(196) Modrá krev
So you follow the doctrine of awakening (popularly know as Buddhism) and yet you advocate that 82.3% of the world’s population should be killed, how do you square that with the Buddha’s injunction to compassion? I once saw an old dog, it was owned by two sentimental old ladies—the dog had jowls, it was a spaniel, and these jowls had decayed; the fur was green from rot underneath. It picked at its paws because it had cancer there. The old women used to be nurses, so they bandaged the cancerous paws up to stop the suppuration. They did this for about two years, the dog got thinner and thinner—bony thin. If you ran your hand over the skin you could feel the lumps there, the cancer nodules. The fur on the paws was always wet from where the dog chewed at its tumours.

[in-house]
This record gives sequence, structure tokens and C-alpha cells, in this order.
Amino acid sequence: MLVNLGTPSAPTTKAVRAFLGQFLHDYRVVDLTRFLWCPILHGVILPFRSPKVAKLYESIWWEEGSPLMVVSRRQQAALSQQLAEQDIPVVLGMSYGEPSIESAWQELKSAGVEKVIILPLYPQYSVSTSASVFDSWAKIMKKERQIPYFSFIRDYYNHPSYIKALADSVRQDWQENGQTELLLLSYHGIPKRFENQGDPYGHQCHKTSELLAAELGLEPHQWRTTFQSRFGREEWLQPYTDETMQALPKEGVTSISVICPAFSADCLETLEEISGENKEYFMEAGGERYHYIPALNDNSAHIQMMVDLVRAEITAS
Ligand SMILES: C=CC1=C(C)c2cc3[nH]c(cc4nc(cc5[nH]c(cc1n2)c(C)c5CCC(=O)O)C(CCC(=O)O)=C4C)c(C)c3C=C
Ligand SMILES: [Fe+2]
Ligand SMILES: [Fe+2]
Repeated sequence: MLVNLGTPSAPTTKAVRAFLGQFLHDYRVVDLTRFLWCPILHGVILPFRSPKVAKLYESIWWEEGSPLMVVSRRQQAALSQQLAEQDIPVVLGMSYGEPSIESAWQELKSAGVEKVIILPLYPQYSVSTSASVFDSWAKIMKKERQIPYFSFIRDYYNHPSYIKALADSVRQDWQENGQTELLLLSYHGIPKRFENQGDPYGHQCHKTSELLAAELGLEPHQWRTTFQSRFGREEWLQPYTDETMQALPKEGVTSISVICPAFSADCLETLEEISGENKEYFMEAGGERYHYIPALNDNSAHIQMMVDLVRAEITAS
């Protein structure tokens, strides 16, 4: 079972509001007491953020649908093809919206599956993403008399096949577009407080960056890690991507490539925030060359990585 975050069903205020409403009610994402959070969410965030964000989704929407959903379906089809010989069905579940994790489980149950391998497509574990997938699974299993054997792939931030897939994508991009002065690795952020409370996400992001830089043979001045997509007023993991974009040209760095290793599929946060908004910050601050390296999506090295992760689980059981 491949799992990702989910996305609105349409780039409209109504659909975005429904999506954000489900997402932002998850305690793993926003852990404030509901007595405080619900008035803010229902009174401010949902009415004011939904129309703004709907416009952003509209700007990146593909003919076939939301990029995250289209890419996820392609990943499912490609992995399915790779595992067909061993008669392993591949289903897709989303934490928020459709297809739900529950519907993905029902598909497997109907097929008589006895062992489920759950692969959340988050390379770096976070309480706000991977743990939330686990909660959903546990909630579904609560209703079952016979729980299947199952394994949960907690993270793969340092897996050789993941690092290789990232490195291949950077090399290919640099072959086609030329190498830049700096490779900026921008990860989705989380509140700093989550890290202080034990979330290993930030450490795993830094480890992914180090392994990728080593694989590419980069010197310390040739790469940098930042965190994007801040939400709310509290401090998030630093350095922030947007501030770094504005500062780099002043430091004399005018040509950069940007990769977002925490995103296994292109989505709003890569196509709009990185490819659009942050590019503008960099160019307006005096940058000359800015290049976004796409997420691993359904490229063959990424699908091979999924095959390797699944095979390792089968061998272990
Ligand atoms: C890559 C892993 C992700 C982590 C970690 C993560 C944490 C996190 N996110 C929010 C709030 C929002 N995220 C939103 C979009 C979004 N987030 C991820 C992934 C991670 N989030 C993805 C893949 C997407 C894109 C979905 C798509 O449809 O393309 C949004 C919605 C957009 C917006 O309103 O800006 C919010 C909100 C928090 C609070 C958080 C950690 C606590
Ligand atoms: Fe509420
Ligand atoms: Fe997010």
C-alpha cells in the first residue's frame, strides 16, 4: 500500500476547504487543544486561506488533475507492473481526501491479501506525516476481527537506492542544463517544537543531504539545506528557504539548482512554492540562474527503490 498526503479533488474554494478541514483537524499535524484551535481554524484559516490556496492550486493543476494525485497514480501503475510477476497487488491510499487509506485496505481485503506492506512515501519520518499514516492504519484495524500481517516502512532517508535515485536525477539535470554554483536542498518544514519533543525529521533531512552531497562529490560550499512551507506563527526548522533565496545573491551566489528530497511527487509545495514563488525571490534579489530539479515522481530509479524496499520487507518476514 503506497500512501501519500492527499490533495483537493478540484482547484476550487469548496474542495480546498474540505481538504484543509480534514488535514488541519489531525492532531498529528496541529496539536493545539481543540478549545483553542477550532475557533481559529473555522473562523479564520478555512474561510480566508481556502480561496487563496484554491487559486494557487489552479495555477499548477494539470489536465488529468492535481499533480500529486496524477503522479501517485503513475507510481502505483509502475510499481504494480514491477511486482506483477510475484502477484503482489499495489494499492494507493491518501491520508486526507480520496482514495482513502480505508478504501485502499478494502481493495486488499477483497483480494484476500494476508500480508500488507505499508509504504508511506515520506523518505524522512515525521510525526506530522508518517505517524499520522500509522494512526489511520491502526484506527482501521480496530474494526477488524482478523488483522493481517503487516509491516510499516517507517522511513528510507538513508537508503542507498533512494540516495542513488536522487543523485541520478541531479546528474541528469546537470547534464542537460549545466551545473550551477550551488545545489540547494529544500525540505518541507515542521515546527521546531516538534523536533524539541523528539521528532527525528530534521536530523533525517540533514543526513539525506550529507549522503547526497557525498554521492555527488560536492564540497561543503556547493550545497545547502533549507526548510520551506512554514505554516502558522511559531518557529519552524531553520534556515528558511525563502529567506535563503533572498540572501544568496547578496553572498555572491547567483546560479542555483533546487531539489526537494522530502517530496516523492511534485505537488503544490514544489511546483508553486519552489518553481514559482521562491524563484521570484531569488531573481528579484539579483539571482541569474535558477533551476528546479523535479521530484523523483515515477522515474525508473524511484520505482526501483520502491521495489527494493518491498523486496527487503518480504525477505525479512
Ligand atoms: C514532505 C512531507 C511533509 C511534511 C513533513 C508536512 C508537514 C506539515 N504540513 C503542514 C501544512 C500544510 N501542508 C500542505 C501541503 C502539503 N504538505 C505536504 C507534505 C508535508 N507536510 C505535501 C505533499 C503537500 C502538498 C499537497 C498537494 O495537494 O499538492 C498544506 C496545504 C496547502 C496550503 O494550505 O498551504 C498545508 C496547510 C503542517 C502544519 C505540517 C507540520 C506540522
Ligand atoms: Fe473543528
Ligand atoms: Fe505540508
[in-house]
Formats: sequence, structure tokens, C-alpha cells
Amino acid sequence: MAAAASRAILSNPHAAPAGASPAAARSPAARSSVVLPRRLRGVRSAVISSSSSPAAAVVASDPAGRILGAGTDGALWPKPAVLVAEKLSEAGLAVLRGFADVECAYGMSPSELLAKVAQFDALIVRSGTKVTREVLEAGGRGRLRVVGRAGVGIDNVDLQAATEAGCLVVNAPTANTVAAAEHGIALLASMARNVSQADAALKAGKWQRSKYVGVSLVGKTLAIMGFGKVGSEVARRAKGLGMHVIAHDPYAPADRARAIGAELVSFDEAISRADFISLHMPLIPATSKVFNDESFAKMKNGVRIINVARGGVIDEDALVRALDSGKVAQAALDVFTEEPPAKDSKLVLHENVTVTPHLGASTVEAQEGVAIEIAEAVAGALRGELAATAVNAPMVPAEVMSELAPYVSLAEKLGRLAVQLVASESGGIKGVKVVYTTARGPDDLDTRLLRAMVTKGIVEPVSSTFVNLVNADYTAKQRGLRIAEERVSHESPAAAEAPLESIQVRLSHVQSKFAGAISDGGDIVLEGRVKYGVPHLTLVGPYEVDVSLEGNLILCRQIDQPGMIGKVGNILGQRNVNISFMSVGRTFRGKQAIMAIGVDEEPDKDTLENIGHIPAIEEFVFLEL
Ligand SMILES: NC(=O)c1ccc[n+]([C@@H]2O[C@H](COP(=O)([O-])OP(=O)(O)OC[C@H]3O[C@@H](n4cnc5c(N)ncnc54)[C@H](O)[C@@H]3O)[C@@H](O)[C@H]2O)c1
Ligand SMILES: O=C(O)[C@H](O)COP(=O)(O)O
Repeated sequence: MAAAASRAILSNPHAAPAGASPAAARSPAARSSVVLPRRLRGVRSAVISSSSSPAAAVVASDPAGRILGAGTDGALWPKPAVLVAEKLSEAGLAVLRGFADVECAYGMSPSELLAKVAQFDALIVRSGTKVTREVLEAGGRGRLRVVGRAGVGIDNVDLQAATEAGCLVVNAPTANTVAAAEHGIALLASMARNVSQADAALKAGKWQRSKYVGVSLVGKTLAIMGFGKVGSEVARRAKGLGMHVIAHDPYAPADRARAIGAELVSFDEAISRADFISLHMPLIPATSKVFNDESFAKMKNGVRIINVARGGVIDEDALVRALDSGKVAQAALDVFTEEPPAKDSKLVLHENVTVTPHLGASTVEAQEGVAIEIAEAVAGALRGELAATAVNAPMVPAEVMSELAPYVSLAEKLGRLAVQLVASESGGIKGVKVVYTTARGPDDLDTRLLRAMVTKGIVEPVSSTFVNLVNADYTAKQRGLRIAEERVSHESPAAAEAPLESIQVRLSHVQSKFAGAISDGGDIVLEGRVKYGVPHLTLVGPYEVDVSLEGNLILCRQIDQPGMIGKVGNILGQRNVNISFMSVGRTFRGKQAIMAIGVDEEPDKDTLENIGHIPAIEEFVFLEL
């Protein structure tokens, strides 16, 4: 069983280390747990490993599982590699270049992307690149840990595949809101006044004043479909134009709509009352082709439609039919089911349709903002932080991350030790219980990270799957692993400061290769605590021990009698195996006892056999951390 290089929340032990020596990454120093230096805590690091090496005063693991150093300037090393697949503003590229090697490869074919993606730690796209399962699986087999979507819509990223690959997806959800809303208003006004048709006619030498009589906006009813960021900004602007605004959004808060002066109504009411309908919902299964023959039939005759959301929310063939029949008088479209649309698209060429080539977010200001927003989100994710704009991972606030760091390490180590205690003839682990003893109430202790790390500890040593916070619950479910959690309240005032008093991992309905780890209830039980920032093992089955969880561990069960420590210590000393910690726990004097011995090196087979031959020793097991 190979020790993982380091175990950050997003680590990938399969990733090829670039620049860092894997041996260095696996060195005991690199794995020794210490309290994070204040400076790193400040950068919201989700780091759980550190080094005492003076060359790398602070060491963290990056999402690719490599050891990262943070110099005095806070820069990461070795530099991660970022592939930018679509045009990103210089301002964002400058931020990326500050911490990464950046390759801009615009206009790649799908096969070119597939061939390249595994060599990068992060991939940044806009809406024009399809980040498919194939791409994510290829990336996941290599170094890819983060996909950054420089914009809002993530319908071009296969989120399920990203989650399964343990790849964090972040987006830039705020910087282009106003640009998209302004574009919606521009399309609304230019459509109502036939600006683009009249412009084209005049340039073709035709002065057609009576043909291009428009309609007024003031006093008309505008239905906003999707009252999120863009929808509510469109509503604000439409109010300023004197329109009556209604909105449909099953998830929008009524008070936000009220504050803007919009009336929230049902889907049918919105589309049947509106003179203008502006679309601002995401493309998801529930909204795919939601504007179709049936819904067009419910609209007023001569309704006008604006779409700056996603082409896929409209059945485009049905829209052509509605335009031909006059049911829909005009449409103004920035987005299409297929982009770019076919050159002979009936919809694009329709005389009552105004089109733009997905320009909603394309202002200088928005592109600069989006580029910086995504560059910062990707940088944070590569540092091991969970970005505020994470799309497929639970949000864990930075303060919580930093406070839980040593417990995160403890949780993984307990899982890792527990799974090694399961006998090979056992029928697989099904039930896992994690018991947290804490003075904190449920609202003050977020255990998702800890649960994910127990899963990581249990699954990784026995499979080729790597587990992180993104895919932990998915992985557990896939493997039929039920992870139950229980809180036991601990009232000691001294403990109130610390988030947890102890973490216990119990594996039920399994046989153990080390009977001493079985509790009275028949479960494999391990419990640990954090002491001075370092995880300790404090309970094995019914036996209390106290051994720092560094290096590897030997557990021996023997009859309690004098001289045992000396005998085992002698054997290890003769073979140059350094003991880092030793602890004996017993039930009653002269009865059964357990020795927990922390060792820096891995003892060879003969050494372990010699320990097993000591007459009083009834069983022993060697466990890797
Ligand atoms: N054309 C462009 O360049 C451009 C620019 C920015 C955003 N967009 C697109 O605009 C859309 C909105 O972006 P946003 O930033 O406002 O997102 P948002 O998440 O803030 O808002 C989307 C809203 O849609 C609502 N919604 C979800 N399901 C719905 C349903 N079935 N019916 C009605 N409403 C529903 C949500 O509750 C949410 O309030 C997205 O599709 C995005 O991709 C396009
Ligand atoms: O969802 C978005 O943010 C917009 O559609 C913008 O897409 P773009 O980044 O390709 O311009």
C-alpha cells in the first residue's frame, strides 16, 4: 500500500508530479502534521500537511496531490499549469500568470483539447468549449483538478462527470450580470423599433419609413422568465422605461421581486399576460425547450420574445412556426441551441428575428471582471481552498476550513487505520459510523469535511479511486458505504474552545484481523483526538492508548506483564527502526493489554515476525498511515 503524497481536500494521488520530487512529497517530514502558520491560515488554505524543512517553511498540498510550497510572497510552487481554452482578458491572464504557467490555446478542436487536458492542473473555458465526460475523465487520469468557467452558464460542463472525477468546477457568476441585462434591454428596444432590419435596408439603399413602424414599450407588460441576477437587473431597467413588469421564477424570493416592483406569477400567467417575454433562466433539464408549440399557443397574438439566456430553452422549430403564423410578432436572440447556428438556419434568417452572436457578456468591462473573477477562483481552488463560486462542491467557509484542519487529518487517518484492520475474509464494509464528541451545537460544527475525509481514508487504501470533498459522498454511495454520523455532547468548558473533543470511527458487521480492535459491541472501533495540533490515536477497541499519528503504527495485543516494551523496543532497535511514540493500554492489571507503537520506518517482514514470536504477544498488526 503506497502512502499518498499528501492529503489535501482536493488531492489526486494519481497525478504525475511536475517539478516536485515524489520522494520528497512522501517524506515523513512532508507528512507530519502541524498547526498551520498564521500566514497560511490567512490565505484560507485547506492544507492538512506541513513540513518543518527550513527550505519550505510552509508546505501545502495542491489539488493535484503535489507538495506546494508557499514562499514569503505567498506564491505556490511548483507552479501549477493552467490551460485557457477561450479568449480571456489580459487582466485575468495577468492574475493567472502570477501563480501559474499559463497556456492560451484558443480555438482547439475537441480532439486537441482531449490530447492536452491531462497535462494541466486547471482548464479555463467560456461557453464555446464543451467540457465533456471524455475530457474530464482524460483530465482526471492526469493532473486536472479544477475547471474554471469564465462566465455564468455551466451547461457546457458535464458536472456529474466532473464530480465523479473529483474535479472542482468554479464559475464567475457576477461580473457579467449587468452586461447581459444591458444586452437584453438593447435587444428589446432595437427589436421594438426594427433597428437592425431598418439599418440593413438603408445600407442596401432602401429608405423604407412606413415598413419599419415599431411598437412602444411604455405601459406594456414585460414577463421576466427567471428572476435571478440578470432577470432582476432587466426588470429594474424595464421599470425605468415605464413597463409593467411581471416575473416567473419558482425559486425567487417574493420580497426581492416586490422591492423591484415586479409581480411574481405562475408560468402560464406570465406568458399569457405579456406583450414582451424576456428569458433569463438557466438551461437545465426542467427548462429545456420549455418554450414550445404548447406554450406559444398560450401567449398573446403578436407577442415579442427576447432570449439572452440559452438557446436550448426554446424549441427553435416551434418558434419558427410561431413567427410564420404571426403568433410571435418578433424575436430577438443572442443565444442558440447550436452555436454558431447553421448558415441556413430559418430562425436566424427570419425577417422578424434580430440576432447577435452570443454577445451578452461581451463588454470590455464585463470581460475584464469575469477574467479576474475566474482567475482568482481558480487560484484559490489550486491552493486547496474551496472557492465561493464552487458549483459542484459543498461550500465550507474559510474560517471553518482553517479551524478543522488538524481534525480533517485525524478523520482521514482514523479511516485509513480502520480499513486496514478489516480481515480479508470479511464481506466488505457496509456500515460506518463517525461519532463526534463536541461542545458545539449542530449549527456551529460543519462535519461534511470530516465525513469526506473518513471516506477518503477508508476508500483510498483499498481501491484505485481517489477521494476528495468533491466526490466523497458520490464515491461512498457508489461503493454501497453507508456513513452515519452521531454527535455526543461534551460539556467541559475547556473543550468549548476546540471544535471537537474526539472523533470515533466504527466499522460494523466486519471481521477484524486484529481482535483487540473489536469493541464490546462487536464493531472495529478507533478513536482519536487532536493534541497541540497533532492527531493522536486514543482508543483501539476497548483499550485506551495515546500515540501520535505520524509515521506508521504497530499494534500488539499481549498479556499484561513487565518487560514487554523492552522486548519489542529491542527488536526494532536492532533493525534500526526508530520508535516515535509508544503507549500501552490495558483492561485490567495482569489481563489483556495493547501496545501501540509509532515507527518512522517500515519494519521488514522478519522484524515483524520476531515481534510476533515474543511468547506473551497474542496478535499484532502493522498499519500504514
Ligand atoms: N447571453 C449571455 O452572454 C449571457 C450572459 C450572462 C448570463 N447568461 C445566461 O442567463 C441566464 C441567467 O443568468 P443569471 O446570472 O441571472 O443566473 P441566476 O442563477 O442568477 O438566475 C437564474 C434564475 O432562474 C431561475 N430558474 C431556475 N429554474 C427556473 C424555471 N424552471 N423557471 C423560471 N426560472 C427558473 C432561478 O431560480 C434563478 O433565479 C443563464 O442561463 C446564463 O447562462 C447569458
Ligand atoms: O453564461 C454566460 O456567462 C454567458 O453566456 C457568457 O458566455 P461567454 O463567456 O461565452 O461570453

The dog needed to be put down. It wasn’t put down when it needed to be because it was owned by women who were too weak to do so. They just kept it alive, an ambulatory rotten dog—in great pain. The compassionate action was to kill the dog—an act only a man could undertake. It was not done and the dog suffered because it was dominated by the feminine. Women are not prepared to remove life and so they create zombie life locked in pain. This is then called “compassion” and if you try to remove the pain you are called a monster.
As with the dog, so with the humans. There are many humans who are all green with rot, you can smell them as they approach. It’s not an economic calculation—it’s not whether they produce more or less economic value, as a Thatcherite might say (“To the wall!”). It’s partly that, yet it’s other tendencies too—there are people who produce economic value who are worthless in a different way. This isn’t emotional or personal; it’s not “I’ll get you”—it’s real compassion.